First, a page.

W.D. Gagliani: Yeah, most of us who admit to writing horror grew up just a little twisted, a bit warped. And we wouldn't trade it for the world. Maybe, maybe for... a million dollars.

Monsters and Me
By Brian Pinkerton

Blame it on the babysitter. Or perhaps the Chicago Symphony Orchestra. You see, it all started like this. When I was little, my parents routinely escaped the terrors of three rowdy young boys by going downtown on Saturday nights to enjoy the Chicago Symphony Orchestra. Our teenage babysitter did what most teenage babysitters would do, she turned on the television to distract us from tearing up the house.

And that is how we discovered WGN-TV’s Creature Features, a weekly offering of monster movies unlike anything we had ever seen before. I recall the first movie to dent my brain was War of the Gargantuas, a Japanese epic about two enormous ogres (one green, one brown) battling it out in Tokyo, shoving one another into crumbling skyscrapers as the military counterattacked with tanks, bombs and lasers. The mayhem was positively thrilling and left a lasting mark. (Imagine my surprise during this year’s Oscars telecast when Brad Pitt declared the same movie to be a cherished memory from his childhood.)

In the following weeks and months, Creature Features introduced me to many of the Universal classics of the 1930s and 1940s, and I relished in their moody, black and white worlds. My hunger for monster movies extended to the cheapie 1950s and 1960s horrors regularly screened on Saturday afternoons on fuzzy UHF channels – dumb but compelling films like Attack of the Puppet People and Death Curse of Tartu.

When an elementary school classmate excitedly told me about a terrifying TV movie featuring a haunted house, it became my mission to track it down. He described the chilling scene of a woman hearing a baby crying in the middle of the night and tracing it to a jar of glowing red goo in an old shed.

I combed the TV Guide for the movie’s reappearance and when it showed up for a late night rerun, I pestered my parents into letting me stay up to watch it in exchange for a nap earlier in the day. The movie was indeed super eerie and many years later I discovered the director was none other than Steven Spielberg. The title is Something Evil, one of Spielberg’s earliest, most obscure films and to this day it remains unreleased on DVD, adding to its vague, dream-like existence.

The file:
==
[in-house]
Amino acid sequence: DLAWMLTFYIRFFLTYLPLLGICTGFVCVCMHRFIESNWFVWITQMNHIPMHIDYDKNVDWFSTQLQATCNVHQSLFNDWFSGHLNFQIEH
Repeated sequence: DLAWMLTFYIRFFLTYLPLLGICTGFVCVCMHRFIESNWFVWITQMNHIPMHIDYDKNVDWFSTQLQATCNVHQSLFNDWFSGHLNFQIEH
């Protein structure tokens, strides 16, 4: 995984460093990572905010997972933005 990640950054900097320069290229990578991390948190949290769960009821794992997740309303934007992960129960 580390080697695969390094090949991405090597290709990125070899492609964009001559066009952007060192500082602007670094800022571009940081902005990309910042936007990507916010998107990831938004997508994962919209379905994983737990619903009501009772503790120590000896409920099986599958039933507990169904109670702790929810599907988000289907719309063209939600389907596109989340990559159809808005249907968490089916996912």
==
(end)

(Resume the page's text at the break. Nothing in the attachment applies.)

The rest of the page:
I remember my other personal entries into the world of horror: the fantastic wolf man painting on the cover of Famous Monsters of Filmland # 99, gleefully out of place among the ladies magazines stocked at the local grocery store…Bernie Wrightson’s Swamp Thing comic book…Jack Kirby’s The Demon…television’s Kolchak The Night Stalker…short stories by Richard Matheson.

Whenever my interest in horror waned, there would be something unexpected to rev it back up. I remember seeing the original Halloween in a theater packed with shrill teenagers screaming in unison like a massive chorus – it remains one of the most electrifying movie experiences of my life.

I found bad movies endearing, too, and grew particularly fond of Ed Wood films before he became a household name. There are still people who won’t forgive me for making them watch Glen or Glenda and Plan 9 from Outer Space.

Some passions of my childhood dissipated over time but somehow the monsters endured. There is something about the thrill of a safe scare that invigorates us in our stale, ordinary adult lives. We all like fake frights with a soft landing because there are too many real terrors in everyday life – just watch the evening news.

The classic horror films continue to reach new audiences through their original incarnations, sequels and remakes. (A new version of I Spit on Your Grave? Seriously?) Zombies are back in style (TV’s Walking Dead), vampires are hot (the Twilight books and movies) and werewolves haven’t lost their bite (Bill Gagliani’s wonderful Nick Lupo series).

My passions inevitably become my creative outlets. As a writer, my earliest novels were suspense thrillers (I also love Hitchcock) but more recently I have been creating horror stories with satisfying results.

My newest book, Rough Cut, is a big, affectionate tribute to the world of horror movies. It features a deadly rivalry between two horror directors – a legendary ‘80s slasher filmmaker and a contemporary “torture porn” hotshot. There are references to everything from Bela Lugosi to Blair Witch.

Rough Cut has got horror, humor and heart…it’s my letter to the genre that has kept me wonderfully entertained for so many years.


Brian Pinkerton is the author of Rough Cut (Bad Moon Books), as well as Abducted, Vengeance, and Killing the Boss. He can be found at http://www.brianpinkerton.com. Please see a purchase link for Rough Cut at left. Link for the Rough Cut paperback: http://www.badmoonbooks.com/product.php?productid=2317.